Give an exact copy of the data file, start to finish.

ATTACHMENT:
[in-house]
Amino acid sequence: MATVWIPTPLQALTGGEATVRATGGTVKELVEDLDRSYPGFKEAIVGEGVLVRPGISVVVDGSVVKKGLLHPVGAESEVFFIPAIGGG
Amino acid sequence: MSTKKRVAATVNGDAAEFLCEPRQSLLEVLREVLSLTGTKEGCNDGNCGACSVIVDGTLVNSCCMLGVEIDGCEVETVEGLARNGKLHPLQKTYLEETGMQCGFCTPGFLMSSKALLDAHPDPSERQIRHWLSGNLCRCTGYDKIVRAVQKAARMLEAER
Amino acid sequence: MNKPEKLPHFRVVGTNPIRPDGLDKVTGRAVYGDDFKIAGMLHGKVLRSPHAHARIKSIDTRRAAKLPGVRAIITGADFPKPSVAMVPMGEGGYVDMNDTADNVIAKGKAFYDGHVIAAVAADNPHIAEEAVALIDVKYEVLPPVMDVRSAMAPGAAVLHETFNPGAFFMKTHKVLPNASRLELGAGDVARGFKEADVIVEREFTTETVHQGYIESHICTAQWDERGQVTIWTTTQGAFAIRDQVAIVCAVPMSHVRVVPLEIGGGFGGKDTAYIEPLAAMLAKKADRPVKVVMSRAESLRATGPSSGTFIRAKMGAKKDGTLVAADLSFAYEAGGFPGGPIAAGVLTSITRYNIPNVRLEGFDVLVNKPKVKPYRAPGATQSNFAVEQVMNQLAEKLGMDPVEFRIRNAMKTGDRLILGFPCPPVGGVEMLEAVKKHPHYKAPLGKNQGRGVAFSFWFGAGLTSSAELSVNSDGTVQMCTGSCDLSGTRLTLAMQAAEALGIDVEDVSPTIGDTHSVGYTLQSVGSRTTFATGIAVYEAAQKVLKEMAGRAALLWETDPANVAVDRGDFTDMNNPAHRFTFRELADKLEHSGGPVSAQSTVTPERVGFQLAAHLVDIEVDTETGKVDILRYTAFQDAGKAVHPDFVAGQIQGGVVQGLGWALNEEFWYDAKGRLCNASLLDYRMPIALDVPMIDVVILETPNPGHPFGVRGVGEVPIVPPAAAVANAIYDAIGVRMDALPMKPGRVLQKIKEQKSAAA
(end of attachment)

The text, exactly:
[in-house]
Amino acid sequence: MATVWIPTPLQALTGGEATVRATGGTVKELVEDLDRSYPGFKEAIVGEGVLVRPGISVVVDGSVVKKGLLHPVGAESEVFFIPAIGGG
Amino acid sequence: MSTKKRVAATVNGDAAEFLCEPRQSLLEVLREVLSLTGTKEGCNDGNCGACSVIVDGTLVNSCCMLGVEIDGCEVETVEGLARNGKLHPLQKTYLEETGMQCGFCTPGFLMSSKALLDAHPDPSERQIRHWLSGNLCRCTGYDKIVRAVQKAARMLEAER
Amino acid sequence: MNKPEKLPHFRVVGTNPIRPDGLDKVTGRAVYGDDFKIAGMLHGKVLRSPHAHARIKSIDTRRAAKLPGVRAIITGADFPKPSVAMVPMGEGGYVDMNDTADNVIAKGKAFYDGHVIAAVAADNPHIAEEAVALIDVKYEVLPPVMDVRSAMAPGAAVLHETFNPGAFFMKTHKVLPNASRLELGAGDVARGFKEADVIVEREFTTETVHQGYIESHICTAQWDERGQVTIWTTTQGAFAIRDQVAIVCAVPMSHVRVVPLEIGGGFGGKDTAYIEPLAAMLAKKADRPVKVVMSRAESLRATGPSSGTFIRAKMGAKKDGTLVAADLSFAYEAGGFPGGPIAAGVLTSITRYNIPNVRLEGFDVLVNKPKVKPYRAPGATQSNFAVEQVMNQLAEKLGMDPVEFRIRNAMKTGDRLILGFPCPPVGGVEMLEAVKKHPHYKAPLGKNQGRGVAFSFWFGAGLTSSAELSVNSDGTVQMCTGSCDLSGTRLTLAMQAAEALGIDVEDVSPTIGDTHSVGYTLQSVGSRTTFATGIAVYEAAQKVLKEMAGRAALLWETDPANVAVDRGDFTDMNNPAHRFTFRELADKLEHSGGPVSAQSTVTPERVGFQLAAHLVDIEVDTETGKVDILRYTAFQDAGKAVHPDFVAGQIQGGVVQGLGWALNEEFWYDAKGRLCNASLLDYRMPIALDVPMIDVVILETPNPGHPFGVRGVGEVPIVPPAAAVANAIYDAIGVRMDALPMKPGRVLQKIKEQKSAAA